Functional Movement Training
Most people don’t love to exercise (although we know some of you do.
Functional fitness exercises are designed to train and develop muscle to make it easier and safer to perform everyday activities, such as carrying groceries or playing a game of basketball with your kids.
What is functional fitness training?
Functional fitness exercises train your muscles to work together and prepare them for daily tasks by simulating common movements you might do at home, at work or in sports. While using a combination of upper and lower body muscles simultaneously, functional fitness exercises also emphasize core stability.
For example, a squat is a functional exercise because it trains the muscles used when you get up and down from a chair or when you pick up objects. By training your muscles (and brain) to work the way they do in everyday tasks, you prepare your body to perform well in a variety of common situations.
What are the benefits of functional fitness training?
Functional exercises tend to use multiple joints and numerous muscles. Instead of only moving the elbows, for example, a functional exercise might involve the elbows, shoulders, spine, hips, knees and ankles. This type of training, properly applied, can make everyday activities easier, help reduce your risk of injury and improve your quality of life.
Functional exercise training may be especially beneficial as part of a comprehensive program for older adults to improve balance, agility and muscle strength, and to reduce the risk of falls.
Our brains learn faster when we are performing activities that are common in everyday life. As you add more functional fitness exercises to your workout, you should see improvements in your ability to perform your everyday activities and in your quality of life in a manner that is faster than just single plane exercise training.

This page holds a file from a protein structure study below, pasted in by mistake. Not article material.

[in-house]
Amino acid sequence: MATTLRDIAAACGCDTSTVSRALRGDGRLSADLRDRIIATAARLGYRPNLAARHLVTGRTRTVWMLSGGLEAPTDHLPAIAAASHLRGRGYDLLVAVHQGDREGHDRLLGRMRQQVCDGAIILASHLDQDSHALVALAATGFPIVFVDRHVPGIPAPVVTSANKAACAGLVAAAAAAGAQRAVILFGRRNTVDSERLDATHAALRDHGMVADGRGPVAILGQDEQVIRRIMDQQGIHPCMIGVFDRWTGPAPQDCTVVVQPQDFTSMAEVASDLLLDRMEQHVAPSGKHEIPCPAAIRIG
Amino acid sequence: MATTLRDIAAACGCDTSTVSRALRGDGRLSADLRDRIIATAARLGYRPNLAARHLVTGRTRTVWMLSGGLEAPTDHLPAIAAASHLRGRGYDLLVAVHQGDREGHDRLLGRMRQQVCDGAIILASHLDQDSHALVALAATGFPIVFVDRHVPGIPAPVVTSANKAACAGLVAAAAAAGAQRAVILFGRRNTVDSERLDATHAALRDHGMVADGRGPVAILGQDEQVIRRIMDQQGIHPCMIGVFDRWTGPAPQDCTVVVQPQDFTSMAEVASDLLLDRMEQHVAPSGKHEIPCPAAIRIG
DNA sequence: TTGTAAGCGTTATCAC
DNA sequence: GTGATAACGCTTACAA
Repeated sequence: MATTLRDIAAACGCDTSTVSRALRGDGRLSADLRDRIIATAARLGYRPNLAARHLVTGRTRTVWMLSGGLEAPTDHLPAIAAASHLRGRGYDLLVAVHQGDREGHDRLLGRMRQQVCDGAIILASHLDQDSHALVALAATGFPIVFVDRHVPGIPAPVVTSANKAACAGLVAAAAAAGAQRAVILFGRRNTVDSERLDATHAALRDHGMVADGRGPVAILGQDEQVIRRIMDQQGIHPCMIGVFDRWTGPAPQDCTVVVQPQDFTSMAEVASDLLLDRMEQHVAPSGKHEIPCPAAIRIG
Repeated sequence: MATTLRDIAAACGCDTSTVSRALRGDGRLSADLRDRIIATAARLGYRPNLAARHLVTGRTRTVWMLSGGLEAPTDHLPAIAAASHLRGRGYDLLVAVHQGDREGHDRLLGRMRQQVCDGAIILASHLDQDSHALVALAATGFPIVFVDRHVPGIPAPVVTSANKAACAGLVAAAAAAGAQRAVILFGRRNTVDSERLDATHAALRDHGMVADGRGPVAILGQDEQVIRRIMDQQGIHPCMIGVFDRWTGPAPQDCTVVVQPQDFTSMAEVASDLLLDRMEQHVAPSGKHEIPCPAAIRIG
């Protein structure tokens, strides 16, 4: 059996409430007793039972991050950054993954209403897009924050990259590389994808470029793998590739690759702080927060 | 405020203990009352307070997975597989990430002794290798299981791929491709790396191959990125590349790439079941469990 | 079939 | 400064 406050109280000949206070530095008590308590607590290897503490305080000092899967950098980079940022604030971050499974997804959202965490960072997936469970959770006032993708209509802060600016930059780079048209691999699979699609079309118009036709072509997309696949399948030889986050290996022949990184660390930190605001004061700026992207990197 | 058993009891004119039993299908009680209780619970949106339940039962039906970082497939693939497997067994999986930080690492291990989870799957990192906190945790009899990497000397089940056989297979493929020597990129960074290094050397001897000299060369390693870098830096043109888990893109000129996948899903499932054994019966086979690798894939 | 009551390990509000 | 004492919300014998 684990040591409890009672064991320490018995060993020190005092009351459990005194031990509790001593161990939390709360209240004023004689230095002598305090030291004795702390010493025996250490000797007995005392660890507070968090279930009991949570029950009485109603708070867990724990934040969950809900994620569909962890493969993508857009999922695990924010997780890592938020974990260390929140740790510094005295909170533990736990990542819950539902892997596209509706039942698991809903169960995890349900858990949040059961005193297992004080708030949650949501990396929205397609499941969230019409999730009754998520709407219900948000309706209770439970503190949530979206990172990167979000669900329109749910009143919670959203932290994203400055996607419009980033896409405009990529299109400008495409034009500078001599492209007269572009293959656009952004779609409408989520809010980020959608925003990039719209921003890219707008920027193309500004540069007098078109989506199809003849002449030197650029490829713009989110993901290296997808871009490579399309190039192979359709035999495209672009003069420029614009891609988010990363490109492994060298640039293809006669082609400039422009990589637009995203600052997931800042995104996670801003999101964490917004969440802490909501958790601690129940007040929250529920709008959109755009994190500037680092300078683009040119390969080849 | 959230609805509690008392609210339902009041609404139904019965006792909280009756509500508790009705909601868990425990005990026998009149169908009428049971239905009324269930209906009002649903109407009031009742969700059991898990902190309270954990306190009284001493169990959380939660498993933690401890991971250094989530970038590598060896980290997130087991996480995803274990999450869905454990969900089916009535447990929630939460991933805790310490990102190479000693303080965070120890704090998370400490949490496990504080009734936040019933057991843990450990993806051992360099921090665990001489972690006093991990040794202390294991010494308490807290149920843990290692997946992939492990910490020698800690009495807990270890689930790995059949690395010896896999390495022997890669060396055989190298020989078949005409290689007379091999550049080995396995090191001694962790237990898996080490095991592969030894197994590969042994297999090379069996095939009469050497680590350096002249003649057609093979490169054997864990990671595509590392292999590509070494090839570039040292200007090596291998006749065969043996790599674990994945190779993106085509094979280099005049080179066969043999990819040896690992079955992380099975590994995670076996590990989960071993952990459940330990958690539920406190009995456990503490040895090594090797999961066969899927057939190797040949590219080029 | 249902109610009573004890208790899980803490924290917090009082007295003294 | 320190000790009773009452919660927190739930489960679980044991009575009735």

What are examples of functional fitness exercises?
Comprehensive physical movements found in activities such as tai chi and yoga involve varying combinations of resistance and flexibility training that can help build functional fitness.
Are functional fitness exercises for everyone?
If you haven’t exercised for some time or if you have health problems, it’s a good idea to have a movement assessment before beginning a new program.
It’s also a good idea to start with body-weight exercises. As you become more fit and ready for more of a challenge, you can add more resistance such as weights or resistance bands. But, be careful not to add too much resistance to exercises that require high impact, as this places joints and soft tissues at more risk if these exercises aren’t performed optimally.